Why are we waiting?

24/08/2020

The daily 1pm Covid-19 broadcast has just updated us on the number of new cases – eight confirmed and one probable.

Cabinet will have had this information since around 9am.

They ought to have had any other information needed to make the decision on what changes, if any, will be made to alert levels.

Why then are we having to wait until 3pm for that announcement?

Could it be to give more time for speech writers and the Prime Minister’s preparation for what will be another thinly disguised party political broadcast?

Does anyone want to take a bet on how many words will precede the only bit most of us are interested in – whether or not Auckland will be unlocked from alert level 3 and the rest of us from level 2?

Oamaru Rotary was to have opened its popup Bookarama on the day we went to level 2. We can’t open until we’re back at level one. That’s an inconvenience for the volunteers who staff it who can’t make plans until we know if and when we’ll be needed.

There are a lot more people for whom it is far worse than inconvenient.

People can’t hold funerals, weddings and other such functions; some can’t get to family and friends in need because they can’t get into, through or out of Auckland and most seriously for the financial, social and health impacts, jobs and whole businesses are at great risk.

Waiting a few hours more to learn if and when any changes in level will be made won’t make any difference to the outcome, but it would be good to know if there is a far better reason why we’re waiting than allowing preparation for the speech to which many of us don’t want to listen.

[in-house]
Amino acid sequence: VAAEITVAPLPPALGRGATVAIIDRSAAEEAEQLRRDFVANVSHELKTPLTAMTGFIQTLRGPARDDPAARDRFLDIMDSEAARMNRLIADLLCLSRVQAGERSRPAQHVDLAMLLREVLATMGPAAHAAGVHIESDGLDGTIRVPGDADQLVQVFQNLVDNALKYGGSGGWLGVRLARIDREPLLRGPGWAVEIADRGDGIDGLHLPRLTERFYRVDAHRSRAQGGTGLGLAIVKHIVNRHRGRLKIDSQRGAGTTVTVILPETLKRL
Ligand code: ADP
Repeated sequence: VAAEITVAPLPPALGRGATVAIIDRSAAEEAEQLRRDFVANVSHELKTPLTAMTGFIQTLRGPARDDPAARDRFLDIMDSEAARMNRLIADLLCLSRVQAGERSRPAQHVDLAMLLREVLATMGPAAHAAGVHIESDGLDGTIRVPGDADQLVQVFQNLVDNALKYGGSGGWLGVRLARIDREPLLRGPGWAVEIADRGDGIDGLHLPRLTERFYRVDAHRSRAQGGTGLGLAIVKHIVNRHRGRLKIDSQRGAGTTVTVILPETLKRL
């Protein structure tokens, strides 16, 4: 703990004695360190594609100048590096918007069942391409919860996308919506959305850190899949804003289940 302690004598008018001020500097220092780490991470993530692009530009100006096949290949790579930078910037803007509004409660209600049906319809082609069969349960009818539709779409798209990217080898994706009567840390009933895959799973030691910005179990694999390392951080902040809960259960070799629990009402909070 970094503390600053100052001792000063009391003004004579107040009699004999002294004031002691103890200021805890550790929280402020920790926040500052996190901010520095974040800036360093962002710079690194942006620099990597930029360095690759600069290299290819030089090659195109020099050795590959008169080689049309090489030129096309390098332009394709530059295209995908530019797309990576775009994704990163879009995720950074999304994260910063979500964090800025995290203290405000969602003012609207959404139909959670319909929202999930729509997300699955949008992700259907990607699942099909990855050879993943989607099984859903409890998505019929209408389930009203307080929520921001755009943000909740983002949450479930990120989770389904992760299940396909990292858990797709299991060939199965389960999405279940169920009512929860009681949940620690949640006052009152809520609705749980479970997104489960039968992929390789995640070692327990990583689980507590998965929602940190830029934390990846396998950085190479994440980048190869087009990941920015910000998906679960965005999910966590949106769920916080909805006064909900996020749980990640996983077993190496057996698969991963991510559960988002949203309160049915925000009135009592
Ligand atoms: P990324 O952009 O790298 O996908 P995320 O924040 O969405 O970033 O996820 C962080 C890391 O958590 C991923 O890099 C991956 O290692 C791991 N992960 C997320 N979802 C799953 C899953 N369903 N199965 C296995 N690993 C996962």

Level 1 must be this week should be today

08/06/2020

Jacinda Ardern will announce that we will be moving to level 1 alert level this week.

Her choice not to deter protest marches before they happened last weekend and the admission by Director General of Health Ashley Bloomfield that protesters didn’t need to self isolate because there’s no community transmission of Covid-19 gives her and her government no choice.

That cost them the social licence to continue restricting what we can do and where and with whom we can do it.

If people can protest in their thousands the rest of us can operate businesses at capacity and have more than 100 people at weddings, funerals, worship and sporting and social events.

Many have already moved to level 1.

We flew to the North Island three weeks ago. Passengers were pretty good at maintaining distance from each other. We made the same flight last week, and passengers were far more relaxed about distancing.

We had to sign in to the farmers market yesterday but the supermarket had no queues, no-one at the door restricting entry and cleaning trolleys; and the two-metre dots to indicate social distancing spaces had gone.

The argument for keeping us at level 2 was growing weaker as day by day no new cases of Covid-19 were diagnosed. It disappeared completely with the protest marches.

We should have dropped a level at least a week ago.

The only question about today’s announcement is, when will we get most of our freedom back?

It must be this week and it should be today.

If it’s not today, the political capital the government has built up will be eroded the way its social licence for continuing constraints has been.


Contradictions and confusion

03/06/2020

Police Minister Stuart Nash says the social distancing breaches at the weekend’s protest marches was irresponsible.

Prime Minister Jacinda Ardern said the marches breached the rules.

That was yesterday, after the event. Both were silent before the event when they might have been able to persuade people to protest in ways that didn’t breach the rules.

The PM gave us repeated warnings and guidelines for Anzac Day, why didn’t she speak up before the protests?

That she only voiced an opinion after the event is contradictory and confusing for those of us who thought we knew the rules and were keeping to the requirement to have no more than 100 people at an event and to maintain social distance.